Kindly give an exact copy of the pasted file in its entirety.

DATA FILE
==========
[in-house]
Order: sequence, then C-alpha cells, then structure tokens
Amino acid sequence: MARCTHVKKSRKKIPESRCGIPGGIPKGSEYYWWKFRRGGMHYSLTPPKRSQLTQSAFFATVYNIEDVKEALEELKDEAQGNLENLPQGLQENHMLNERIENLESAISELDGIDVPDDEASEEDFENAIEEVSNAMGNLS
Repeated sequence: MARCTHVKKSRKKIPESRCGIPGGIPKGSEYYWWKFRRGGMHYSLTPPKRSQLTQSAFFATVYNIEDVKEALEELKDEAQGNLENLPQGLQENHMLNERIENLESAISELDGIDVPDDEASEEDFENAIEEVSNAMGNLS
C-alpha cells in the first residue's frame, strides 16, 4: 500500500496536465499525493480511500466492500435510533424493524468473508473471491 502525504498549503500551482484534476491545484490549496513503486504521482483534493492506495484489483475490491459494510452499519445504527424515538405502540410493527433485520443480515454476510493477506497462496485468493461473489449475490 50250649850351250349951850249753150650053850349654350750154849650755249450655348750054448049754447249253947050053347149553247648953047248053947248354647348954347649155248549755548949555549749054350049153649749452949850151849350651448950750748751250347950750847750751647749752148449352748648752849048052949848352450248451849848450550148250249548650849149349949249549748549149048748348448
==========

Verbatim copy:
[in-house]
Order: sequence, then C-alpha cells, then structure tokens
Amino acid sequence: MARCTHVKKSRKKIPESRCGIPGGIPKGSEYYWWKFRRGGMHYSLTPPKRSQLTQSAFFATVYNIEDVKEALEELKDEAQGNLENLPQGLQENHMLNERIENLESAISELDGIDVPDDEASEEDFENAIEEVSNAMGNLS
Repeated sequence: MARCTHVKKSRKKIPESRCGIPGGIPKGSEYYWWKFRRGGMHYSLTPPKRSQLTQSAFFATVYNIEDVKEALEELKDEAQGNLENLPQGLQENHMLNERIENLESAISELDGIDVPDDEASEEDFENAIEEVSNAMGNLS
C-alpha cells in the first residue's frame, strides 16, 4: 500500500496536465499525493480511500466492500435510533424493524468473508473471491 502525504498549503500551482484534476491545484490549496513503486504521482483534493492506495484489483475490491459494510452499519445504527424515538405502540410493527433485520443480515454476510493477506497462496485468493461473489449475490 50250649850351250349951850249753150650053850349654350750154849650755249450655348750054448049754447249253947050053347149553247648953047248053947248354647348954347649155248549755548949555549749054350049153649749452949850151849350651448950750748751250347950750847750751647749752148449352748648752849048052949848352450248451849848450550148250249548650849149349949249549748549149048748348448